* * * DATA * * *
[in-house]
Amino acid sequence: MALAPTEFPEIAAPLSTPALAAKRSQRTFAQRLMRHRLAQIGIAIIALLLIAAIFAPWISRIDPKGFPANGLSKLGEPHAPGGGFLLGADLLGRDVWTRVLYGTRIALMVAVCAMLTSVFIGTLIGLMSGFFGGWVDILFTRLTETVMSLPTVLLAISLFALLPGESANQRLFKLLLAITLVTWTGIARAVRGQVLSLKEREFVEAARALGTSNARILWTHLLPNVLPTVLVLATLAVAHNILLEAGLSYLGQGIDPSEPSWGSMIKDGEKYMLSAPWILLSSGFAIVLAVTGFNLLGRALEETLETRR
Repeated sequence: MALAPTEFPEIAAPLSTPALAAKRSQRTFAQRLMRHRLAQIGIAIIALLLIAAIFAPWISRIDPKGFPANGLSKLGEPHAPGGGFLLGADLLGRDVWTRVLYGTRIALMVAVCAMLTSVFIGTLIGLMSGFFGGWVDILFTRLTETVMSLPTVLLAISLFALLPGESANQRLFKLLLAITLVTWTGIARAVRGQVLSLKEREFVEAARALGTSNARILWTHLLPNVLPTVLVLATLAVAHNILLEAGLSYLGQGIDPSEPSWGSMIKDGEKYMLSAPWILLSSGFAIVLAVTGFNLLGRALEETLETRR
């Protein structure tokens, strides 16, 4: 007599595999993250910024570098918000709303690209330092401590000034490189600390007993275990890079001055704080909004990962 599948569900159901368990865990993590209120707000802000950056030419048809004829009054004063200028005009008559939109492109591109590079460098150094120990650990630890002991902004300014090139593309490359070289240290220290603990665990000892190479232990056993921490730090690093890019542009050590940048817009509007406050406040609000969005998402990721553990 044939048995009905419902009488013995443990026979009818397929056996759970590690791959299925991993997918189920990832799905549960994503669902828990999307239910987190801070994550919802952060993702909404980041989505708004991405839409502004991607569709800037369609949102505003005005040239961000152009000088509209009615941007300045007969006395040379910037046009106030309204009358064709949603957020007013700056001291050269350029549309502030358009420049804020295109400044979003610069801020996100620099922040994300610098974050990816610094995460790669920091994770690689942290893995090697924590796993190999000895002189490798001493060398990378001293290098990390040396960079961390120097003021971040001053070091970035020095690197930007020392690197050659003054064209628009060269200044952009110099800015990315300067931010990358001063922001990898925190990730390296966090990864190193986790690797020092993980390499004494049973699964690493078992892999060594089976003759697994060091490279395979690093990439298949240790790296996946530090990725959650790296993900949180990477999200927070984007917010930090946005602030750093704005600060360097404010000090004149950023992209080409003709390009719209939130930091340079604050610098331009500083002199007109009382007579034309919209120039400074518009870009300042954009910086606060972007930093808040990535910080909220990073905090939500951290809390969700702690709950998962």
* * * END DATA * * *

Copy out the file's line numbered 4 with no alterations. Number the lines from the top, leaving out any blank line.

């Protein structure tokens, strides 16, 4: 007599595999993250910024570098918000709303690209330092401590000034490189600390007993275990890079001055704080909004990962 599948569900159901368990865990993590209120707000802000950056030419048809004829009054004063200028005009008559939109492109591109590079460098150094120990650990630890002991902004300014090139593309490359070289240290220290603990665990000892190479232990056993921490730090690093890019542009050590940048817009509007406050406040609000969005998402990721553990 044939048995009905419902009488013995443990026979009818397929056996759970590690791959299925991993997918189920990832799905549960994503669902828990999307239910987190801070994550919802952060993702909404980041989505708004991405839409502004991607569709800037369609949102505003005005040239961000152009000088509209009615941007300045007969006395040379910037046009106030309204009358064709949603957020007013700056001291050269350029549309502030358009420049804020295109400044979003610069801020996100620099922040994300610098974050990816610094995460790669920091994770690689942290893995090697924590796993190999000895002189490798001493060398990378001293290098990390040396960079961390120097003021971040001053070091970035020095690197930007020392690197050659003054064209628009060269200044952009110099800015990315300067931010990358001063922001990898925190990730390296966090990864190193986790690797020092993980390499004494049973699964690493078992892999060594089976003759697994060091490279395979690093990439298949240790790296996946530090990725959650790296993900949180990477999200927070984007917010930090946005602030750093704005600060360097404010000090004149950023992209080409003709390009719209939130930091340079604050610098331009500083002199007109009382007579034309919209120039400074518009870009300042954009910086606060972007930093808040990535910080909220990073905090939500951290809390969700702690709950998962």